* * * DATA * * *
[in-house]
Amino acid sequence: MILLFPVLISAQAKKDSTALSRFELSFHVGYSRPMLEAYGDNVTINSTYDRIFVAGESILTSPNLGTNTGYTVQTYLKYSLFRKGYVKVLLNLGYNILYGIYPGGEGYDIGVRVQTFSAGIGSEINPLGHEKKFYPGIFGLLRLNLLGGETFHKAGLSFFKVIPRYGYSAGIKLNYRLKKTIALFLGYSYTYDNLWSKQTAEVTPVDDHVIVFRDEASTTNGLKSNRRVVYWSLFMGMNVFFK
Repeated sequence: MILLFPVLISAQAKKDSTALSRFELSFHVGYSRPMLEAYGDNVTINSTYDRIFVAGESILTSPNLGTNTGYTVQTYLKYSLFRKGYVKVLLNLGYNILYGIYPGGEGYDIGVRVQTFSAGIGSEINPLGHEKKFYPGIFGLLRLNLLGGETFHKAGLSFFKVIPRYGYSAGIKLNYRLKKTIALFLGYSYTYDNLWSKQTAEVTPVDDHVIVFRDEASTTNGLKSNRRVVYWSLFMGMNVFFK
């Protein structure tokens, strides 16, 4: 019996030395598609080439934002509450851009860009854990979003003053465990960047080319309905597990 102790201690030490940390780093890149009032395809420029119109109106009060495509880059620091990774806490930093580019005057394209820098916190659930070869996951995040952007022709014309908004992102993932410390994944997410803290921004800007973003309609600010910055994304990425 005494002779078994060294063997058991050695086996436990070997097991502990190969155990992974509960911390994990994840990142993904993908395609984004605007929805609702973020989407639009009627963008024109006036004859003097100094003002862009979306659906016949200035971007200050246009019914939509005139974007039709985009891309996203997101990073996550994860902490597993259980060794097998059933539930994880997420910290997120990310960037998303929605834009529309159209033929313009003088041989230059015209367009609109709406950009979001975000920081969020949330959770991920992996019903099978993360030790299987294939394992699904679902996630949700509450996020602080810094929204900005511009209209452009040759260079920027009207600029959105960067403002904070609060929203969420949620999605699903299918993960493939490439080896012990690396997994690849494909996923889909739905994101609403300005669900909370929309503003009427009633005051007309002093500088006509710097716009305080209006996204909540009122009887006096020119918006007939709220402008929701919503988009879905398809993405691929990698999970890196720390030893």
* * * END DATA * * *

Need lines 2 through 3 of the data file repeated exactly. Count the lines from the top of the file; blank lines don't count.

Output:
Amino acid sequence: MILLFPVLISAQAKKDSTALSRFELSFHVGYSRPMLEAYGDNVTINSTYDRIFVAGESILTSPNLGTNTGYTVQTYLKYSLFRKGYVKVLLNLGYNILYGIYPGGEGYDIGVRVQTFSAGIGSEINPLGHEKKFYPGIFGLLRLNLLGGETFHKAGLSFFKVIPRYGYSAGIKLNYRLKKTIALFLGYSYTYDNLWSKQTAEVTPVDDHVIVFRDEASTTNGLKSNRRVVYWSLFMGMNVFFK
Repeated sequence: MILLFPVLISAQAKKDSTALSRFELSFHVGYSRPMLEAYGDNVTINSTYDRIFVAGESILTSPNLGTNTGYTVQTYLKYSLFRKGYVKVLLNLGYNILYGIYPGGEGYDIGVRVQTFSAGIGSEINPLGHEKKFYPGIFGLLRLNLLGGETFHKAGLSFFKVIPRYGYSAGIKLNYRLKKTIALFLGYSYTYDNLWSKQTAEVTPVDDHVIVFRDEASTTNGLKSNRRVVYWSLFMGMNVFFK